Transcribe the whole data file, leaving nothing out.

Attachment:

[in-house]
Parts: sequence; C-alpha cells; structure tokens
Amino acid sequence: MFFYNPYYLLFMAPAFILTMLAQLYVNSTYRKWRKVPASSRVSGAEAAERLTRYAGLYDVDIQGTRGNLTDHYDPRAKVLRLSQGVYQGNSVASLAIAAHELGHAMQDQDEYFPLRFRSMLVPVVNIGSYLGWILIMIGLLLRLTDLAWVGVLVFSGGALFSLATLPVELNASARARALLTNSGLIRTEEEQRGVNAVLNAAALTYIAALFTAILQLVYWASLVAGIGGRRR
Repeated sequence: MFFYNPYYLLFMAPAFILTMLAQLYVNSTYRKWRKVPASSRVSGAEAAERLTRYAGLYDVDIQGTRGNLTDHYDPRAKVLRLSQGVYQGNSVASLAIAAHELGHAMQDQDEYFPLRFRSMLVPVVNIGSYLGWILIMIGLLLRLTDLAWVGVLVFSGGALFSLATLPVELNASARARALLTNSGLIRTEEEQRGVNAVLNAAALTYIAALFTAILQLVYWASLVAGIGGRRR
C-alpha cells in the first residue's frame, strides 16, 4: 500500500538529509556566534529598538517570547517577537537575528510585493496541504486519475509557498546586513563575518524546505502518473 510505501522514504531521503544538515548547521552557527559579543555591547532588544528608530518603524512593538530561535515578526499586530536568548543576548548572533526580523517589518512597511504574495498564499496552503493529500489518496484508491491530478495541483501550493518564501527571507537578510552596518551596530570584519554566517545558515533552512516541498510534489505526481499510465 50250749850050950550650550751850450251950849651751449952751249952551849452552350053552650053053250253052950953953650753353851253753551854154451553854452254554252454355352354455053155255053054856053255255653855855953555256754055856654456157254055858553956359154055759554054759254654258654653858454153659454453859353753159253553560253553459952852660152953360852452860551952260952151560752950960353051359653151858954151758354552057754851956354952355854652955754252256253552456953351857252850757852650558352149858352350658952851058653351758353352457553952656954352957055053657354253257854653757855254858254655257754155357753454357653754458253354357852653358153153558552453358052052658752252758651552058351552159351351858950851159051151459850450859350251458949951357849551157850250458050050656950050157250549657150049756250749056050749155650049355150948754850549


[in-house]
Parts: sequence; C-alpha cells; structure tokens
Amino acid sequence: MFFYNPYYLLFMAPAFILTMLAQLYVNSTYRKWRKVPASSRVSGAEAAERLTRYAGLYDVDIQGTRGNLTDHYDPRAKVLRLSQGVYQGNSVASLAIAAHELGHAMQDQDEYFPLRFRSMLVPVVNIGSYLGWILIMIGLLLRLTDLAWVGVLVFSGGALFSLATLPVELNASARARALLTNSGLIRTEEEQRGVNAVLNAAALTYIAALFTAILQLVYWASLVAGIGGRRR
Repeated sequence: MFFYNPYYLLFMAPAFILTMLAQLYVNSTYRKWRKVPASSRVSGAEAAERLTRYAGLYDVDIQGTRGNLTDHYDPRAKVLRLSQGVYQGNSVASLAIAAHELGHAMQDQDEYFPLRFRSMLVPVVNIGSYLGWILIMIGLLLRLTDLAWVGVLVFSGGALFSLATLPVELNASARARALLTNSGLIRTEEEQRGVNAVLNAAALTYIAALFTAILQLVYWASLVAGIGGRRR
C-alpha cells in the first residue's frame, strides 16, 4: 500500500538529509556566534529598538517570547517577537537575528510585493496541504486519475509557498546586513563575518524546505502518473 510505501522514504531521503544538515548547521552557527559579543555591547532588544528608530518603524512593538530561535515578526499586530536568548543576548548572533526580523517589518512597511504574495498564499496552503493529500489518496484508491491530478495541483501550493518564501527571507537578510552596518551596530570584519554566517545558515533552512516541498510534489505526481499510465 50250749850050950550650550751850450251950849651751449952751249952551849452552350053552650053053250253052950953953650753353851253753551854154451553854452254554252454355352354455053155255053054856053255255653855855953555256754055856654456157254055858553956359154055759554054759254654258654653858454153659454453859353753159253553560253553459952852660152953360852452860551952260952151560752950960353051359653151858954151758354552057754851956354952355854652955754252256253552456953351857252850757852650558352149858352350658952851058653351758353352457553952656954352957055053657354253257854653757855254858254655257754155357753454357653754458253354357852653358153153558552453358052052658752252758651552058351552159351351858950851159051151459850450859350251458949951357849551157850250458050050656950050157250549657150049756250749056050749155650049355150948754850549